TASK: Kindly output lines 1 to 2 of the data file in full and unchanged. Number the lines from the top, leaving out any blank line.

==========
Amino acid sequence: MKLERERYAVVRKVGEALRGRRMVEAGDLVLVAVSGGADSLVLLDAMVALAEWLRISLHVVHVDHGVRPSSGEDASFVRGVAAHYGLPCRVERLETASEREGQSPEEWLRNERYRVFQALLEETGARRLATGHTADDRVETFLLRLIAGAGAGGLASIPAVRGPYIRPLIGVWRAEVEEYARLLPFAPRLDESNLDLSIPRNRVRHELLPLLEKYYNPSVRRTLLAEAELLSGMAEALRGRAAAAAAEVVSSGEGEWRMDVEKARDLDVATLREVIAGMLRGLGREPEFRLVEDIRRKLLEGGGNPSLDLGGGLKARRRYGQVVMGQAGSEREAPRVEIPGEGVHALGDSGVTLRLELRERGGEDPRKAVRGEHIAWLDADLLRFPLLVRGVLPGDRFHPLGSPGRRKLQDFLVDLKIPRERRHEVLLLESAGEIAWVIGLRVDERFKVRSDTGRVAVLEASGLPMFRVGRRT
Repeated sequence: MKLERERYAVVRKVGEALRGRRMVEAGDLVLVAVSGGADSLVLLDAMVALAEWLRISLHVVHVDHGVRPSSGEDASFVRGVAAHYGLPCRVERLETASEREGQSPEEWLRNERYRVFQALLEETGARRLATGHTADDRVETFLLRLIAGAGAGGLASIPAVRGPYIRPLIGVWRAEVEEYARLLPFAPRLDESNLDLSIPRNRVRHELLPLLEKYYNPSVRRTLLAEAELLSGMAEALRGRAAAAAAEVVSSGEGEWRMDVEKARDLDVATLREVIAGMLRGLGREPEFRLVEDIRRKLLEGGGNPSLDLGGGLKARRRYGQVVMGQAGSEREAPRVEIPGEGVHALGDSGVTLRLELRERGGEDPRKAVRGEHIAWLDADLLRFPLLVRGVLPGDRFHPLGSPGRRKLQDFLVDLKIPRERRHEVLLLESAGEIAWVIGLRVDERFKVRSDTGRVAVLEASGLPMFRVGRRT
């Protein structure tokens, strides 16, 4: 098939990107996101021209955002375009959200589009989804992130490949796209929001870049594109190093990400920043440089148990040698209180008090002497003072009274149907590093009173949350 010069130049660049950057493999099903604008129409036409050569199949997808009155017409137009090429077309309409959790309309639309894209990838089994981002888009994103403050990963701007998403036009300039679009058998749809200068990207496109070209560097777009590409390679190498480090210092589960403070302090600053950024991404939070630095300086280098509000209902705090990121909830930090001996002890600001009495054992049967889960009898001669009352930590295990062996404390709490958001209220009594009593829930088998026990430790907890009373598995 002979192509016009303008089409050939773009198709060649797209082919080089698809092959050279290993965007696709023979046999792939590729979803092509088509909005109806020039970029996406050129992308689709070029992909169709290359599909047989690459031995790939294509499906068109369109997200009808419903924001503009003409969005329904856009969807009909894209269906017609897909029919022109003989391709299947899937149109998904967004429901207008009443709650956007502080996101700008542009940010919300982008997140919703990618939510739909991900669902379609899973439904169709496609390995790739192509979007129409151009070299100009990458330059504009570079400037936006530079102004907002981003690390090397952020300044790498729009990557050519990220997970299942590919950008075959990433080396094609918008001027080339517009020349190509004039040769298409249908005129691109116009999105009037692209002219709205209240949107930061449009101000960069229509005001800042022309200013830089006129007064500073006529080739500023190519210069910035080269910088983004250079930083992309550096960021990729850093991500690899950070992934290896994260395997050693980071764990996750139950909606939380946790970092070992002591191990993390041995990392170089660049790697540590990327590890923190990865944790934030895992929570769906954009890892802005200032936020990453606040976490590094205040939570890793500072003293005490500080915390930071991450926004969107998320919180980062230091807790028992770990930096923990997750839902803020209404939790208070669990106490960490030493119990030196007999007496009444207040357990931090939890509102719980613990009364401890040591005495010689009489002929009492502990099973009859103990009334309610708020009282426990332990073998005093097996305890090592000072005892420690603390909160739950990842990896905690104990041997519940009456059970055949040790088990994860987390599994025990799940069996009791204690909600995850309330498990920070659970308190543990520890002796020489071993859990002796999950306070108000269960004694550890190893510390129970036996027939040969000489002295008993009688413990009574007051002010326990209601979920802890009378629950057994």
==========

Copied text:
Amino acid sequence: MKLERERYAVVRKVGEALRGRRMVEAGDLVLVAVSGGADSLVLLDAMVALAEWLRISLHVVHVDHGVRPSSGEDASFVRGVAAHYGLPCRVERLETASEREGQSPEEWLRNERYRVFQALLEETGARRLATGHTADDRVETFLLRLIAGAGAGGLASIPAVRGPYIRPLIGVWRAEVEEYARLLPFAPRLDESNLDLSIPRNRVRHELLPLLEKYYNPSVRRTLLAEAELLSGMAEALRGRAAAAAAEVVSSGEGEWRMDVEKARDLDVATLREVIAGMLRGLGREPEFRLVEDIRRKLLEGGGNPSLDLGGGLKARRRYGQVVMGQAGSEREAPRVEIPGEGVHALGDSGVTLRLELRERGGEDPRKAVRGEHIAWLDADLLRFPLLVRGVLPGDRFHPLGSPGRRKLQDFLVDLKIPRERRHEVLLLESAGEIAWVIGLRVDERFKVRSDTGRVAVLEASGLPMFRVGRRT
Repeated sequence: MKLERERYAVVRKVGEALRGRRMVEAGDLVLVAVSGGADSLVLLDAMVALAEWLRISLHVVHVDHGVRPSSGEDASFVRGVAAHYGLPCRVERLETASEREGQSPEEWLRNERYRVFQALLEETGARRLATGHTADDRVETFLLRLIAGAGAGGLASIPAVRGPYIRPLIGVWRAEVEEYARLLPFAPRLDESNLDLSIPRNRVRHELLPLLEKYYNPSVRRTLLAEAELLSGMAEALRGRAAAAAAEVVSSGEGEWRMDVEKARDLDVATLREVIAGMLRGLGREPEFRLVEDIRRKLLEGGGNPSLDLGGGLKARRRYGQVVMGQAGSEREAPRVEIPGEGVHALGDSGVTLRLELRERGGEDPRKAVRGEHIAWLDADLLRFPLLVRGVLPGDRFHPLGSPGRRKLQDFLVDLKIPRERRHEVLLLESAGEIAWVIGLRVDERFKVRSDTGRVAVLEASGLPMFRVGRRT